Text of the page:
This painting by Rembrandt van Rijn was executed around 1635. It is a sketch drawn in sanguine on laid paper. The composition shows a scene from domestic life – a woman supporting a small, precariously standing child. Rembrandt often sketched genre scenes as part of his studies. He often treated these pieces as quick, cursory notes and often executed them on small sheets of paper he had at hand at the time. He produced a large number of works on this theme. The art collector and the painter’s friend himself had up to 135 of them. These drawings were modelled on people close to Rembrandt, whom he could observe in his everyday activities. Most often it was his wife, children, nannies, friends and their children and even the master’s apprentices at work.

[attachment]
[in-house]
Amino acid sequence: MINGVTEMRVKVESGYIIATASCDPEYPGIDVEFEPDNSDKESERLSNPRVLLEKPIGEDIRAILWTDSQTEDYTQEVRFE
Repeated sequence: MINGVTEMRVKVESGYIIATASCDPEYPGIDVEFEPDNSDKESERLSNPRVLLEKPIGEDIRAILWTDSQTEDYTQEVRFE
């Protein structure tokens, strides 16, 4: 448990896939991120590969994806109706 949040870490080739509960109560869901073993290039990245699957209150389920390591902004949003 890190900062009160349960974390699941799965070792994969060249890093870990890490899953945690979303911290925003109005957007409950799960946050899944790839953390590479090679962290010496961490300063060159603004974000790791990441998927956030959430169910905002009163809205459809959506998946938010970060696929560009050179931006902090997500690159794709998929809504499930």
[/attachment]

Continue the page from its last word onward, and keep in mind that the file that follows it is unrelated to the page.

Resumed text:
Rembrandt’s drawings came to the Lubomirski Princes Museum in 1869 from Henryk Lubomirski’s private collection previously held at his residence in Przeworsk. During World War II, the then director of the Ossolineum, Mieczysław Gębarowicz, decided to pack up the works and send them secretly to Cracow in order to protect them from looting. The works did not return to the Museum until 1956 and today constitute the largest collection of drawings by this outstanding artist in Poland.